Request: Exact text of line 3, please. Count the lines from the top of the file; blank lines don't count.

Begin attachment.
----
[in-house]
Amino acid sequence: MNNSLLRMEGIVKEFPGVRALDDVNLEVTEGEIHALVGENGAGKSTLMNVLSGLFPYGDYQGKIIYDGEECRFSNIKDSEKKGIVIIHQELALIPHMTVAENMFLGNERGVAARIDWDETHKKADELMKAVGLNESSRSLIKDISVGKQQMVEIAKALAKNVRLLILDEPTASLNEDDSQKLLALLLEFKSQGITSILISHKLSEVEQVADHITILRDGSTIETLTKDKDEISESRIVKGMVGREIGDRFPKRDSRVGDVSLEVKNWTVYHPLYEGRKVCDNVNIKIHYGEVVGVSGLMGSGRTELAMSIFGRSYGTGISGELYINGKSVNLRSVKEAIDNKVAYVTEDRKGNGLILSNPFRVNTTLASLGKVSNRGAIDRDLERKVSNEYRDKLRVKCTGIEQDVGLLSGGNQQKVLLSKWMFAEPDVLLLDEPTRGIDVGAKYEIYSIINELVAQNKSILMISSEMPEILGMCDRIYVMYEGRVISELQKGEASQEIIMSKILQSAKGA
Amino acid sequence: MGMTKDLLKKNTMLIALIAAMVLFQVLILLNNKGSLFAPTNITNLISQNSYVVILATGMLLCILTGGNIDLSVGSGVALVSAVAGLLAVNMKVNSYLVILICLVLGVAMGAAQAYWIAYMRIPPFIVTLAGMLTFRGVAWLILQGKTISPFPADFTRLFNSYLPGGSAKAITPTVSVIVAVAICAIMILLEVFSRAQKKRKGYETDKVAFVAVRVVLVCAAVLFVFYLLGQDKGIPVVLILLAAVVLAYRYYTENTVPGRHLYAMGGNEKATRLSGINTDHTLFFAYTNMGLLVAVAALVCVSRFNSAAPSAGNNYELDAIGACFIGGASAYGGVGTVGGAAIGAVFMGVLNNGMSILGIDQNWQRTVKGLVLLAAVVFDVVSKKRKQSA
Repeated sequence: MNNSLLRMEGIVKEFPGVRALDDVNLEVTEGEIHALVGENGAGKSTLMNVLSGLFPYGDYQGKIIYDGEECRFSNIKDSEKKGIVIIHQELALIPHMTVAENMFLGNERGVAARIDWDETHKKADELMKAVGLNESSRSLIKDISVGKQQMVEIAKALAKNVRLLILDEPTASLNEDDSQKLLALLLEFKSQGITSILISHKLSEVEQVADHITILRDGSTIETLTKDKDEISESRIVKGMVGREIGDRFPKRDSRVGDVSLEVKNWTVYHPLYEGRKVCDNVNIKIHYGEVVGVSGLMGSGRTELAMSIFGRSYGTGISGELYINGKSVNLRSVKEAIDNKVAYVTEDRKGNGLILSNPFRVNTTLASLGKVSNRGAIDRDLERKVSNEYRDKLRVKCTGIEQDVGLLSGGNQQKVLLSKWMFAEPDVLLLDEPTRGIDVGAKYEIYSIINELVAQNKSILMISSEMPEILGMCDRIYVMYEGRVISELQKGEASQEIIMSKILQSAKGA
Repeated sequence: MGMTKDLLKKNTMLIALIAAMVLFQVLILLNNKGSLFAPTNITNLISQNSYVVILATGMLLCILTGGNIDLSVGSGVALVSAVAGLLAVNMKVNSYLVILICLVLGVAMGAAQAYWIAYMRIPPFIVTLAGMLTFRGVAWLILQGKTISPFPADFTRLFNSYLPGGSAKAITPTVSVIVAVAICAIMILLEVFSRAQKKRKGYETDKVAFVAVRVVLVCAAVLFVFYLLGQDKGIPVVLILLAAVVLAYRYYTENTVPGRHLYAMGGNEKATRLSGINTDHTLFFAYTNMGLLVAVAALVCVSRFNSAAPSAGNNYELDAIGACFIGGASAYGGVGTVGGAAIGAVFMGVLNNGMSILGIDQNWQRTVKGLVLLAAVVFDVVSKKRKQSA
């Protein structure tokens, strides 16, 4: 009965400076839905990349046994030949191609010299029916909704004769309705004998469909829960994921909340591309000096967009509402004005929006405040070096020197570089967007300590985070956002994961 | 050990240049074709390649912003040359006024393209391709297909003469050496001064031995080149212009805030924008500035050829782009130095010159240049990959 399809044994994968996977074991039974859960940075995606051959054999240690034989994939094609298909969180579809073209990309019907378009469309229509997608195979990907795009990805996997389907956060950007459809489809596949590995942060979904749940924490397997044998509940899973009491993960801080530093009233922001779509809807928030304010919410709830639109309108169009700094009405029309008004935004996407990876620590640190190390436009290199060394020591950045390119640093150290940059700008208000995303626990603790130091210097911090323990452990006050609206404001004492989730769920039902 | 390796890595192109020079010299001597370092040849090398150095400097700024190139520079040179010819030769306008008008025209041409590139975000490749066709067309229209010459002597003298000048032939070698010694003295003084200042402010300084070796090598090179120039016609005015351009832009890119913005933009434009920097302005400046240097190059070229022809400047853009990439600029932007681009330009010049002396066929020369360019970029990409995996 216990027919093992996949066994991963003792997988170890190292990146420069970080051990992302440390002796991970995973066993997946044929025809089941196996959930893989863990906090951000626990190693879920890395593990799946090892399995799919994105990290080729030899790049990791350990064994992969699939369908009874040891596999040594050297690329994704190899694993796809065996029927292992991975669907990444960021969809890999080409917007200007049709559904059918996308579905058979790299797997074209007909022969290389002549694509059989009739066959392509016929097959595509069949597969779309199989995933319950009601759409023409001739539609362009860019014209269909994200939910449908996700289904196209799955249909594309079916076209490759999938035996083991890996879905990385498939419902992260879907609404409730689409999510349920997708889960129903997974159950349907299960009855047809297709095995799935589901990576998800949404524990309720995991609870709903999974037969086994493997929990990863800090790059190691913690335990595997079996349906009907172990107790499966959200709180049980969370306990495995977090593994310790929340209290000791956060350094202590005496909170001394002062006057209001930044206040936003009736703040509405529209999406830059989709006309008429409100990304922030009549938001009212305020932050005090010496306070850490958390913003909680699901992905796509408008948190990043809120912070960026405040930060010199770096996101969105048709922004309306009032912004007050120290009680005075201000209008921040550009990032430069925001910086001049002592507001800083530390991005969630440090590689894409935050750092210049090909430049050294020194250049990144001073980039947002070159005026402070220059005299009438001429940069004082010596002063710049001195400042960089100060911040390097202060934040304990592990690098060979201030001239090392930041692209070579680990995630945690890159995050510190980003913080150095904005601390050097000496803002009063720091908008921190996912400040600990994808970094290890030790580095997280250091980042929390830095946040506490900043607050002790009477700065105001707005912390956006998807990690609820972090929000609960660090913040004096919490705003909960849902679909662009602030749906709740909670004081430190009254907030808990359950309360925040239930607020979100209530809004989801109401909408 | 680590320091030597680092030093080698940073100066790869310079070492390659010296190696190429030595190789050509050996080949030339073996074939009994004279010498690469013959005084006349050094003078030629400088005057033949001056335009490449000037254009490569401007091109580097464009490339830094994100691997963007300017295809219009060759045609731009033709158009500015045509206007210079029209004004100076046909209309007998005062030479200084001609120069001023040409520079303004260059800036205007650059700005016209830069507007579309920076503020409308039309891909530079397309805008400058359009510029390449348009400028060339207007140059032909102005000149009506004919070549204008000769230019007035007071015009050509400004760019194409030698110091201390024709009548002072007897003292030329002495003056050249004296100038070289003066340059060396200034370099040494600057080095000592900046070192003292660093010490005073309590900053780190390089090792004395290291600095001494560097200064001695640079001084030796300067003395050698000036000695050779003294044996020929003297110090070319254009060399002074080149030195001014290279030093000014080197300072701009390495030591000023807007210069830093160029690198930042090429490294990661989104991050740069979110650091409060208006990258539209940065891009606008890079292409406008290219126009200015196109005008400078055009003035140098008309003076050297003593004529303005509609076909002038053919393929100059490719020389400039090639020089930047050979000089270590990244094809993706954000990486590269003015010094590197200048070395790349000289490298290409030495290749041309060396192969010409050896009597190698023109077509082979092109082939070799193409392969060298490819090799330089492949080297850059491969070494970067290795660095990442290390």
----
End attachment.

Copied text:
Amino acid sequence: MGMTKDLLKKNTMLIALIAAMVLFQVLILLNNKGSLFAPTNITNLISQNSYVVILATGMLLCILTGGNIDLSVGSGVALVSAVAGLLAVNMKVNSYLVILICLVLGVAMGAAQAYWIAYMRIPPFIVTLAGMLTFRGVAWLILQGKTISPFPADFTRLFNSYLPGGSAKAITPTVSVIVAVAICAIMILLEVFSRAQKKRKGYETDKVAFVAVRVVLVCAAVLFVFYLLGQDKGIPVVLILLAAVVLAYRYYTENTVPGRHLYAMGGNEKATRLSGINTDHTLFFAYTNMGLLVAVAALVCVSRFNSAAPSAGNNYELDAIGACFIGGASAYGGVGTVGGAAIGAVFMGVLNNGMSILGIDQNWQRTVKGLVLLAAVVFDVVSKKRKQSA